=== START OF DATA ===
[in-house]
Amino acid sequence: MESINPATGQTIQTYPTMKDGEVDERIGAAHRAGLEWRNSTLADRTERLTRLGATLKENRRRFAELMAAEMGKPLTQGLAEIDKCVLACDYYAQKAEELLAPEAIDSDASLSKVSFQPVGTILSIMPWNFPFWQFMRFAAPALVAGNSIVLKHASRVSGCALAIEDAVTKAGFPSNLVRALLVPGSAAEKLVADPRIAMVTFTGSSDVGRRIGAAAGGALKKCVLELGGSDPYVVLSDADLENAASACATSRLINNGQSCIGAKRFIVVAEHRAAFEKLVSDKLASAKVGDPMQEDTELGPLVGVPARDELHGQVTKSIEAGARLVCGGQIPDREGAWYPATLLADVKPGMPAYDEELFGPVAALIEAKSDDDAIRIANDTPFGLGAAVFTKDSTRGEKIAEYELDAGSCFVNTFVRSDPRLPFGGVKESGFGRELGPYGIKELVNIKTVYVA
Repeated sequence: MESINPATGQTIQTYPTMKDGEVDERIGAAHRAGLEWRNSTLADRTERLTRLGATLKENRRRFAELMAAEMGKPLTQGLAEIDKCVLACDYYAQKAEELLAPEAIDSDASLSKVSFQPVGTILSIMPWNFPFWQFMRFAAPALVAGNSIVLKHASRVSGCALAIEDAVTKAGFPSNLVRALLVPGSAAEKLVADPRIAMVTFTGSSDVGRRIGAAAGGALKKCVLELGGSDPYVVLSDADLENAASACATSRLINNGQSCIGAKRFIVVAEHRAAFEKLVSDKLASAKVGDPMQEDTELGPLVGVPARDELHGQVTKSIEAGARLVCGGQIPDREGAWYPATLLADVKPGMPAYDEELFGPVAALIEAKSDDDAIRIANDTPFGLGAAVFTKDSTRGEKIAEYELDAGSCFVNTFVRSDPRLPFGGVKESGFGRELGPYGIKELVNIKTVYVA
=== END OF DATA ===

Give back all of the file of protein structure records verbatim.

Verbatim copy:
[in-house]
Amino acid sequence: MESINPATGQTIQTYPTMKDGEVDERIGAAHRAGLEWRNSTLADRTERLTRLGATLKENRRRFAELMAAEMGKPLTQGLAEIDKCVLACDYYAQKAEELLAPEAIDSDASLSKVSFQPVGTILSIMPWNFPFWQFMRFAAPALVAGNSIVLKHASRVSGCALAIEDAVTKAGFPSNLVRALLVPGSAAEKLVADPRIAMVTFTGSSDVGRRIGAAAGGALKKCVLELGGSDPYVVLSDADLENAASACATSRLINNGQSCIGAKRFIVVAEHRAAFEKLVSDKLASAKVGDPMQEDTELGPLVGVPARDELHGQVTKSIEAGARLVCGGQIPDREGAWYPATLLADVKPGMPAYDEELFGPVAALIEAKSDDDAIRIANDTPFGLGAAVFTKDSTRGEKIAEYELDAGSCFVNTFVRSDPRLPFGGVKESGFGRELGPYGIKELVNIKTVYVA
Repeated sequence: MESINPATGQTIQTYPTMKDGEVDERIGAAHRAGLEWRNSTLADRTERLTRLGATLKENRRRFAELMAAEMGKPLTQGLAEIDKCVLACDYYAQKAEELLAPEAIDSDASLSKVSFQPVGTILSIMPWNFPFWQFMRFAAPALVAGNSIVLKHASRVSGCALAIEDAVTKAGFPSNLVRALLVPGSAAEKLVADPRIAMVTFTGSSDVGRRIGAAAGGALKKCVLELGGSDPYVVLSDADLENAASACATSRLINNGQSCIGAKRFIVVAEHRAAFEKLVSDKLASAKVGDPMQEDTELGPLVGVPARDELHGQVTKSIEAGARLVCGGQIPDREGAWYPATLLADVKPGMPAYDEELFGPVAALIEAKSDDDAIRIANDTPFGLGAAVFTKDSTRGEKIAEYELDAGSCFVNTFVRSDPRLPFGGVKESGFGRELGPYGIKELVNIKTVYVA